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30 August 2006

TUNED_UNDORETENTION

How often I did meet ORA-01555: snapshot too old: rollback segment too small ?
I cannot count. On one of the database I am currently administrating it is about once a day.

Back to Oracle 7 and 8, the solution was usually to size the rollback segments properly. Using big rollback segments for big jobs, and many small segments for OLTP.

Oracle 9i introduced the automatic undo management. When you meet ORA-01555, just increase the UNDO tablespace (or/and set it autoextensible). Well, how did I read complains from users which used to have tiny rollback segments, and did not understand why the undo tablespace grows to gigabytes in 9i. There is also a parameter, called UNDO_RETENTION, which prevents Oracle from rewritting old extents before it really needs them.

In 10g, you can also force oracle to keep old undo extents up to the UNDO_RETENTION by using

alter tablespace UNDOTBS1 retention guarantee;

What I learned today is the TUNED_UNDORETENTION mechanism. By setting UNDO_RETENTION to 0, you enable auto tuned retention. That is, as long as your tablespace can autoextend, you will less probably get an ORA-01555. A recommended lecture is Metalink Note 240746.1

Back to my 9i database with ORA-01555, I will try to increase undo_retention to something bigger than

SQL> select max(maxquerylen) from v$undostat;

MAX(MAXQUERYLEN)
----------------
105047


And see how long I will survive until the next ORA-01555...

10 Comments:

Blogger Laurent Schneider said...

I have posted feedback to metalink because the document contains errors.

One of them is :
undo_retention = 0 Which is default value in 10g

Of course the default is 900


select NAME,VALUE,ISDEFAULT
from v$parameter2
where name='undo_retention';

NAME VALUE ISDEFAULT
-------------- ----- ---------
undo_retention 900 TRUE

30/8/06 15:34  
Blogger Laurent Schneider said...

the document has been removed from metalink yet.

31/8/06 13:43  
Blogger Laurent Schneider said...

the document has been editted

1/9/06 14:23  
Blogger yas said...

By setting UNDO_RETENTION to 0, you enable auto tuned retention

As far as I know tuned undo retention is enabled by default. Setting the undo_retention acts as a minimal threshold.

There is a difference in the tuned undo retention value between fixed size undo tablespaces and autoextend enabled tablespaces. From the 10G Release 2 Administrator's Guide:

If the undo tablespace is
configured with the AUTOEXTEND option, undo retention tuning is slightly different. In
this case, the database tunes the undo retention period to be slightly longer than the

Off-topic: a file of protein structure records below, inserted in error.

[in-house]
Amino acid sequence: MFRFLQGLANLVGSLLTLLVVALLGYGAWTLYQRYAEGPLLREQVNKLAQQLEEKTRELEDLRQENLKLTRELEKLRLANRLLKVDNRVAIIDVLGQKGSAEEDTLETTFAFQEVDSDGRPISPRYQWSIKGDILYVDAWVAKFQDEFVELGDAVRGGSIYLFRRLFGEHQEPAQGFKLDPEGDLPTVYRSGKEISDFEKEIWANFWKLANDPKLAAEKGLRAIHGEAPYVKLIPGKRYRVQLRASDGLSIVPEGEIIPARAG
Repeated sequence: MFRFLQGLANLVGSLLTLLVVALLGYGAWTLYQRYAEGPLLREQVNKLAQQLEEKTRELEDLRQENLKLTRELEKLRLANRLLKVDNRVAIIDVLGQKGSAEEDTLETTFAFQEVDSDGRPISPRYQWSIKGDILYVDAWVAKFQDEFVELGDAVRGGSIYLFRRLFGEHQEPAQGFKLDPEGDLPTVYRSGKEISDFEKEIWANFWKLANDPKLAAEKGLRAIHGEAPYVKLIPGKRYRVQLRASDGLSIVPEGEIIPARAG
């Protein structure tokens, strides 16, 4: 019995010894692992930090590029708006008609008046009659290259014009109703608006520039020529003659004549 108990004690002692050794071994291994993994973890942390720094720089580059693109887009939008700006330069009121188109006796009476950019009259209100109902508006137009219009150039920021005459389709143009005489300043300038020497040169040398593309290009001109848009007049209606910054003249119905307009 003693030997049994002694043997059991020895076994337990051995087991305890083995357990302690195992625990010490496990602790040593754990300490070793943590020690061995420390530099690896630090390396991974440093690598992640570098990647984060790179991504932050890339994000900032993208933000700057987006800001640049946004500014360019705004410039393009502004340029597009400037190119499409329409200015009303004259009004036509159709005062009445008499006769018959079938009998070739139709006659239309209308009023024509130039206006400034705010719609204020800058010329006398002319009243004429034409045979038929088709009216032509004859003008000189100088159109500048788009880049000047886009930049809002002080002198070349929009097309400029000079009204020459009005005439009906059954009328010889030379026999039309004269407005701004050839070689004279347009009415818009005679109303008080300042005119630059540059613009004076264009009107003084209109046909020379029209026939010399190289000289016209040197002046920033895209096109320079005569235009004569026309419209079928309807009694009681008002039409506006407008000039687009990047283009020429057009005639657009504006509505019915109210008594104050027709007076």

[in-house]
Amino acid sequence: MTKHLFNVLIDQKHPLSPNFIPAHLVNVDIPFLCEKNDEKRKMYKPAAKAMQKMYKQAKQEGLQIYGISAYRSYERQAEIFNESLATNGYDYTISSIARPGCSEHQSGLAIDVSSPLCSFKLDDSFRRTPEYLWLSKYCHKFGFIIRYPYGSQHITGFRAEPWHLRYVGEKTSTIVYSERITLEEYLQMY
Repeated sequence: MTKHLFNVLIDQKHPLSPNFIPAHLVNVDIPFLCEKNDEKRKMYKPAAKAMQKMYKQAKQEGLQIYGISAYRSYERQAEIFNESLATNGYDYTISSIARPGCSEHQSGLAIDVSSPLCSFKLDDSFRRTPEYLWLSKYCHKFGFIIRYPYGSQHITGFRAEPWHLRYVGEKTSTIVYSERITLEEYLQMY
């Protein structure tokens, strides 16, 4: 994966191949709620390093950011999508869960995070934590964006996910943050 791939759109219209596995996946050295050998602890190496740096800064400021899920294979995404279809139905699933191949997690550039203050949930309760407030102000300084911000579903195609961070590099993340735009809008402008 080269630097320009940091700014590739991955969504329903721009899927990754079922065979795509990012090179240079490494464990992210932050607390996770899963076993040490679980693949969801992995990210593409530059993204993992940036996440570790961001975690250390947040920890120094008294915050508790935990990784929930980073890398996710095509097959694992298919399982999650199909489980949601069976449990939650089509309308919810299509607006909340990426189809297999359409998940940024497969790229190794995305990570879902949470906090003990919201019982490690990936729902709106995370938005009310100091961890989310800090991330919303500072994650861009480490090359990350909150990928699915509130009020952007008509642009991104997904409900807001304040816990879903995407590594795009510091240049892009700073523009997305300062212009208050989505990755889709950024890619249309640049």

longest-running query on the system at that time.


Undo Retention Tuning and Alert Thresholds For a fixed size undo tablespace, the
database calculates the maximum undo retention period based on database statistics
and on the size of the undo tablespace. For optimal undo management, rather than
tuning based on 100% of the tablespace size, the database tunes the undo retention
period based on 85% of the tablespace size, or on the warning alert threshold
percentage for space used, whichever is lower. (The warning alert threshold defaults to
85%, but can be changed.) Therefore, if you set the warning alert threshold of the undo
tablespace below 85%, this may reduce the tuned length of the undo retention period.

5/9/06 14:41  
Blogger lutz_hartmann said...

Hi Laurent,
I would like to point out a brilliant presentation from Oracle Open World by Munghees Minhas (principle product manager) on UNDO MANAGEMENT amoung other topics on OTN:
http://www.oracle.com/technology/products/manageability/database/pdf/ow04/1241_minhas_pres.pdf

=;-)
Lutz

6/9/06 18:59  
Blogger lutz_hartmann said...

uups, sorry for the cutted link,
here it is in three parts, you must reassemble it!:

http://www.oracle.com/technology/
products/manageability/database/
pdf/ow04/1241_minhas_pres.pdf

LUTZ

6/9/06 19:02  
Blogger lutz_hartmann said...

... and here is the white paper which I like even better:
http://www.oracle.com/technology/
products/manageability/database/pdf/
ow04/1241_minhas.pdf

=;-)
LUTZ

6/9/06 19:05  
Blogger yas said...

here it is in three parts, you must reassemble it!
Lutz, you can use tinyurl.com to shorten long urls. You can even use its bookmarklet for Firefox to shorten the url with a single click.

8/9/06 12:21  
Blogger Laurent Schneider said...

thanks all for the comments. apart from tinyurl, notice lutz that the link is just "apparently" truncated, that is, if you select it for copy-paste, it will be selected full.

you can also use <a> tags on my blog !

8/9/06 13:06  
Blogger lutz_hartmann said...

hope you like the papers anyway,
=;-)

14/9/06 07:55  

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